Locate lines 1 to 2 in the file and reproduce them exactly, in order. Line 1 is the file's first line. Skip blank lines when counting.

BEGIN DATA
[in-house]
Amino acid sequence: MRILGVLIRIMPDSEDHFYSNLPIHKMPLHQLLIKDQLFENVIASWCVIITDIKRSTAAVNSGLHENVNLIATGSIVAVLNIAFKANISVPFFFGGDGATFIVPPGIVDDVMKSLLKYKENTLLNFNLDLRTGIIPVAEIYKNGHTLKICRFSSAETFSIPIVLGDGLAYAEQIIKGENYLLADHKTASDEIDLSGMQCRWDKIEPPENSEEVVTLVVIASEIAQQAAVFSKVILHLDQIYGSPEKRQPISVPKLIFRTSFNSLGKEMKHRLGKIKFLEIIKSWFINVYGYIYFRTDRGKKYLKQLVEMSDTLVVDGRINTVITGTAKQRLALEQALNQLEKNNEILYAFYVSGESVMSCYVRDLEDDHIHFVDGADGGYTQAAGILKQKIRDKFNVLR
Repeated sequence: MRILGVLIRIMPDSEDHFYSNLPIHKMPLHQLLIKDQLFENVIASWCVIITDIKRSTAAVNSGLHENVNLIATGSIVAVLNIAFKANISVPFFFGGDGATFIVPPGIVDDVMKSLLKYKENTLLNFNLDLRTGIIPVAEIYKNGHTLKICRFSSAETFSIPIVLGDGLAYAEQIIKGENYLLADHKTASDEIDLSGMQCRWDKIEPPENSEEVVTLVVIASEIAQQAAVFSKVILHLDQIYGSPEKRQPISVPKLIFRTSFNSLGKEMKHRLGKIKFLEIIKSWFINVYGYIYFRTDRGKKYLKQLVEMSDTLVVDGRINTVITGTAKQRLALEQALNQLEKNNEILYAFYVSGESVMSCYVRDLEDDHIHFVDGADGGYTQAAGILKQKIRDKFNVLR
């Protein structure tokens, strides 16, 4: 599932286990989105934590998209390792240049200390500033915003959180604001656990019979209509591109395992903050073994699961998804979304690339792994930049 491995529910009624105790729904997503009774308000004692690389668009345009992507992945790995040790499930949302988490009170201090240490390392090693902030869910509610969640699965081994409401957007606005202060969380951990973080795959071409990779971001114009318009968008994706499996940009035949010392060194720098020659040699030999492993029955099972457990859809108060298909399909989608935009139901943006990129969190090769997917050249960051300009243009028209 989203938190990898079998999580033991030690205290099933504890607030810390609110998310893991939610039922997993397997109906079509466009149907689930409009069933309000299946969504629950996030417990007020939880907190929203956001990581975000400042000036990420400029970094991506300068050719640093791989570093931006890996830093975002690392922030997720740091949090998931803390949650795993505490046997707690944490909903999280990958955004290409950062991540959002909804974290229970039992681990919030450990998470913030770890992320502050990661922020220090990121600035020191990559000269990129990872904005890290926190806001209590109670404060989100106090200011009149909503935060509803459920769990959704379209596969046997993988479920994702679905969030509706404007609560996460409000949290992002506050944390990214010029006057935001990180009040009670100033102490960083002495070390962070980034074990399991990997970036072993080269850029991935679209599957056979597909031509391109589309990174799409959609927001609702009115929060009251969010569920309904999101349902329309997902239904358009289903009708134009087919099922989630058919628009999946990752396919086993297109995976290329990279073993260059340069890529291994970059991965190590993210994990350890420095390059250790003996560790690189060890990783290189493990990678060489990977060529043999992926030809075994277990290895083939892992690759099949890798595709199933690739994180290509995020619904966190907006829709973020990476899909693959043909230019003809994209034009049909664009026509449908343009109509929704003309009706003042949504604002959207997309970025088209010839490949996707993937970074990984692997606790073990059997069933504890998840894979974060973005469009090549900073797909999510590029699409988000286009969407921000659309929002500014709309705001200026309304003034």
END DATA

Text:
[in-house]
Amino acid sequence: MRILGVLIRIMPDSEDHFYSNLPIHKMPLHQLLIKDQLFENVIASWCVIITDIKRSTAAVNSGLHENVNLIATGSIVAVLNIAFKANISVPFFFGGDGATFIVPPGIVDDVMKSLLKYKENTLLNFNLDLRTGIIPVAEIYKNGHTLKICRFSSAETFSIPIVLGDGLAYAEQIIKGENYLLADHKTASDEIDLSGMQCRWDKIEPPENSEEVVTLVVIASEIAQQAAVFSKVILHLDQIYGSPEKRQPISVPKLIFRTSFNSLGKEMKHRLGKIKFLEIIKSWFINVYGYIYFRTDRGKKYLKQLVEMSDTLVVDGRINTVITGTAKQRLALEQALNQLEKNNEILYAFYVSGESVMSCYVRDLEDDHIHFVDGADGGYTQAAGILKQKIRDKFNVLR